By Peter Casciano, Esq.
Some of my clients that work for the federal government have experienced the difficult dilemma of being prescribed marijuana by their physician, but have been unable to use it due to their employer.
In a rare act of bipartisanship by Congress, a recent bill has been proposed by Congressman Charlie Crist (D-FL) and co-sponsored by Congressman Drew Ferguson (R-GA). The bill, known as The Fairness in Federal Drug Testing Under State Laws Act, would bar the government from issuing an adverse action against an employee with a positive drug test who lives in a state with laws legalizing marijuana in some capacity. Second, the bill would not allow the government to deny employment on the basis of a positive drug test either.
This bill would not provide protection to a situation where there was probable cause to believe the individual is under the influence of marijuana at work. Another exception is for those seeking employment at positions requiring a top secret clearance or access to a highly sensitive program.
As of the writing of this blog, nine states and the District of Columbia have legalized marijuana for both recreational and medical use: Alaska, California, Colorado, Washington, DC, Maine, Massachusetts, Nevada, Oregon, Vermont, and Washington. Many more states have legalized the use of medicinal marijuana only.
Marijuana has been prescribed by physicians to treat a wide array of illnesses, including headaches, cancer, nerve pain, glaucoma, multiple sclerosis, chemotherapy side effects, HIV, seizure disorders, and Crohn’s disease. Click here to learn more about the uses of medical marijuana.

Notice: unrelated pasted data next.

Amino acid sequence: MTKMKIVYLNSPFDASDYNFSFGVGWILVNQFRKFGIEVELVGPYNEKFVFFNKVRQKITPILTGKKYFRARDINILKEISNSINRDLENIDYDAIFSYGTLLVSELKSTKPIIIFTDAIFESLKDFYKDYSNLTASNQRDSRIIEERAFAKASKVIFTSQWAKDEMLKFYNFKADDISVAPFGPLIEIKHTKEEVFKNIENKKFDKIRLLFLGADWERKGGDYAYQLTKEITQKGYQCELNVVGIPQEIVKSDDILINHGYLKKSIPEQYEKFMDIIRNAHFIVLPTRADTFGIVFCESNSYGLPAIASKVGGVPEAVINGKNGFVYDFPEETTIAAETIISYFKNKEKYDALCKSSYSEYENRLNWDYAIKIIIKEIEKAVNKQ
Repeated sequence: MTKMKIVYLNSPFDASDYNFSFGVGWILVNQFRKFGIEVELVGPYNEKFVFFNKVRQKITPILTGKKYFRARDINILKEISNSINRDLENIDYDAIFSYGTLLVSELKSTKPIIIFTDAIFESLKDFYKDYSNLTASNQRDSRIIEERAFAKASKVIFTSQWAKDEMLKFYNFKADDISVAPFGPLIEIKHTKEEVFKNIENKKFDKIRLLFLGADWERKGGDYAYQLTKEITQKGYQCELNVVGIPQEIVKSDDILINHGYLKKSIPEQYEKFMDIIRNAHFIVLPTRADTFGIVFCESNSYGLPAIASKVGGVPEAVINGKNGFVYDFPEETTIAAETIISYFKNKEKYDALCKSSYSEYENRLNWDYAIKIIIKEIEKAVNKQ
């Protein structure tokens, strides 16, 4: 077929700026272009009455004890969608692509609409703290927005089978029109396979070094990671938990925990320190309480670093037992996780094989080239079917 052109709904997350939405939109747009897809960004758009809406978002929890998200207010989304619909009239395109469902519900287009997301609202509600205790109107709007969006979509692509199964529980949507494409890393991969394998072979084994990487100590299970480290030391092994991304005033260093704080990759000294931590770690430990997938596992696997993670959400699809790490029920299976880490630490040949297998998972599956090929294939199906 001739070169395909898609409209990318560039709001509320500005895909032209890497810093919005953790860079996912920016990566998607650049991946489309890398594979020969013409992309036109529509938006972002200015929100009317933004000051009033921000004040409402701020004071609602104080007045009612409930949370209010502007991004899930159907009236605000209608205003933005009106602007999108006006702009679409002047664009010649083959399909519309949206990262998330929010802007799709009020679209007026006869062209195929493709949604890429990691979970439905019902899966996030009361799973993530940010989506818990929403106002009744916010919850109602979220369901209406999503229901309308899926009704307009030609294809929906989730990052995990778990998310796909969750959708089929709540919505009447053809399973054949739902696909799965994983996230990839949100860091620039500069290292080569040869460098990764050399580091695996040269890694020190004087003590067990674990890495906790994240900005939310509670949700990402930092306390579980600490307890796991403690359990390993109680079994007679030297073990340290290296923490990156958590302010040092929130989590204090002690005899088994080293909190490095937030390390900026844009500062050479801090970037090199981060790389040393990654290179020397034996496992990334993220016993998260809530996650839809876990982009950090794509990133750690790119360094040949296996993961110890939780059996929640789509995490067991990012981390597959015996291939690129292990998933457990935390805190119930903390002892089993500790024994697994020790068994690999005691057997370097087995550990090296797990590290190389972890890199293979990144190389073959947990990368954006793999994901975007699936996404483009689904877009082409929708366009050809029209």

Unfortunately, federal employees, especially those considering applying for disability retirement, must be sensitive to this tricky issue. Because The Fairness in Federal Drug Testing Under State Laws Act is only a proposed bill, the current official policy of the federal government is that the DOJ is to prosecute marijuana-related activities irrespective of state law.
What to Do If You Are a Federal Worker with a Medical Marijuana Prescription
I highly recommend federal employees consult with an attorney if your physician prescribes marijuana to treat your condition. The enforcement of this law and policy can vary from agency to agency. Elaine Chao, Secretary of Transportation, recently reinforced the idea that regardless of state law, marijuana cannot be legally prescribed since it is still listed as a controlled substance under the Controlled Substances Act.
Until the federal government and the states pass laws more in concert with one another, federal employees, VA patients, and disability retirement annuitants must continue to navigate this tricky landscape carefully. For private sector workers applying to the federal government for disability benefits, the guidance is less clear. The official policy regarding medicinal marijuana use for social security disability applicants is still articulated in Policy Interpretation Ruling SSR 13-2p. This ruling has been on the books since March 2013, and basically provides that a claimant must prove that drug addiction or alcoholism is not a contributing factor material to the question of disability.
The bottom line is that the medical community continues to prescribe marijuana more widely to the patients suffering from a large spectrum of illnesses. We face the unfortunate situation currently where that prescription, obtained in good faith, could cause issues with your disability case. If you have questions on this issue, please contact me for a free consultation.
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